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Poor glycemic control is associated with reduced prostate specific antigen concentrations in men with type 1 diabetes.

Authors
  • Sarma, Aruna V1
  • Hotaling, James2
  • Dunn, Rodney L3
  • Cleary, Patricia A4
  • Braffett, Barbara H4
  • Kim, Catherine5
  • Martin, Catherine5
  • Herman, William5
  • Gatcomb, Patricia6
  • Jacobson, Alan M7
  • Holt, Sarah K8
  • Wessells, Hunter8
  • 1 Department of Urology, University of Michigan, Ann Arbor, Michigan. Electronic address: [email protected]
  • 2 Department of Surgery, University of Utah, Salt Lake City, Utah.
  • 3 Department of Urology, University of Michigan, Ann Arbor, Michigan.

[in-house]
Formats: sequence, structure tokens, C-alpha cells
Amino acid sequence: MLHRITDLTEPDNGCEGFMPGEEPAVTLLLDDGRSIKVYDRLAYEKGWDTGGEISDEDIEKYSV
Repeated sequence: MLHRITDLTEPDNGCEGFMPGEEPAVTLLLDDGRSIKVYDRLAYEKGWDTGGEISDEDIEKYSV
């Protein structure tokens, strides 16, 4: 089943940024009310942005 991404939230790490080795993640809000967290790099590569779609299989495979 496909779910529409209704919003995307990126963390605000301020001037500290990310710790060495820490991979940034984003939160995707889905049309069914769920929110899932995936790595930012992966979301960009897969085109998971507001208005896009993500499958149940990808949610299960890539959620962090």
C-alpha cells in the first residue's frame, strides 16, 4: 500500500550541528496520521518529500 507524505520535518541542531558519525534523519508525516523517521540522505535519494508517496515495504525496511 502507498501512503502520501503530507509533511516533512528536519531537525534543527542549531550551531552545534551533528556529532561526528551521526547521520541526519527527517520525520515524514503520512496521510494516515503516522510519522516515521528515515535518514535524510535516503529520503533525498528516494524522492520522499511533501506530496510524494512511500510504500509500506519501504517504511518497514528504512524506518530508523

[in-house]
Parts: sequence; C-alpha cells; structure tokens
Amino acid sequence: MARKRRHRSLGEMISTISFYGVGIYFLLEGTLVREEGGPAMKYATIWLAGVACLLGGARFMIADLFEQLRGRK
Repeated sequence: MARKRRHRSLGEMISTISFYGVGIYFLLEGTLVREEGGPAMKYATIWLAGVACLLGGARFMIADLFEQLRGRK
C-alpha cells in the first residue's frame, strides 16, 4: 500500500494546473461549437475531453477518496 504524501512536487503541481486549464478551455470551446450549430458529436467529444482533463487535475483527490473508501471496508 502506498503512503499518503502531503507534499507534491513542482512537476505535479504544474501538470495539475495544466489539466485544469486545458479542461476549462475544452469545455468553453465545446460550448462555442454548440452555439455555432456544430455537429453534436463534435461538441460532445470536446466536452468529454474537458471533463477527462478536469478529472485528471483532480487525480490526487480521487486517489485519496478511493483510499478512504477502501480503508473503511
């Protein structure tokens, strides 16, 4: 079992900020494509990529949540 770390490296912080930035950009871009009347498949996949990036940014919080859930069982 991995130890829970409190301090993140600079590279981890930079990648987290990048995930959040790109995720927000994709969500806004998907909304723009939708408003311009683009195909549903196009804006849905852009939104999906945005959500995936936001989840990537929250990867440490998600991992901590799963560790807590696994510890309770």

• 4 The Biostatistics Center, George Washington University, Washington, DC.
  • 5 Department of Medicine, University of Michigan, Ann Arbor, Michigan.
  • 6 Department of Medicine, Yale University, New Haven, Connecticut.
  • 7 Winthrop Research Institute, Winthrop-University Hospital, Mineola, New York.
  • 8 Department of Urology, University of Washington, Seattle, Washington.
Type
Published Article
Journal
The Journal of urology
Publication Date
March 2015
Volume
193
Issue
3
Pages
786–793
Identifiers
DOI: 10.1016/j.juro.2014.08.115
PMID: 25218922
Source
Medline
Keywords
License
Unknown

Abstract

Prostate specific antigen decreases as hemoglobin A1c increases in men with type 1 diabetes mellitus. This relationship is independent of age, body mass index, androgen levels, medication use and measures of diabetes severity, which suggests that factors related to glycemia may directly affect prostate specific antigen levels.

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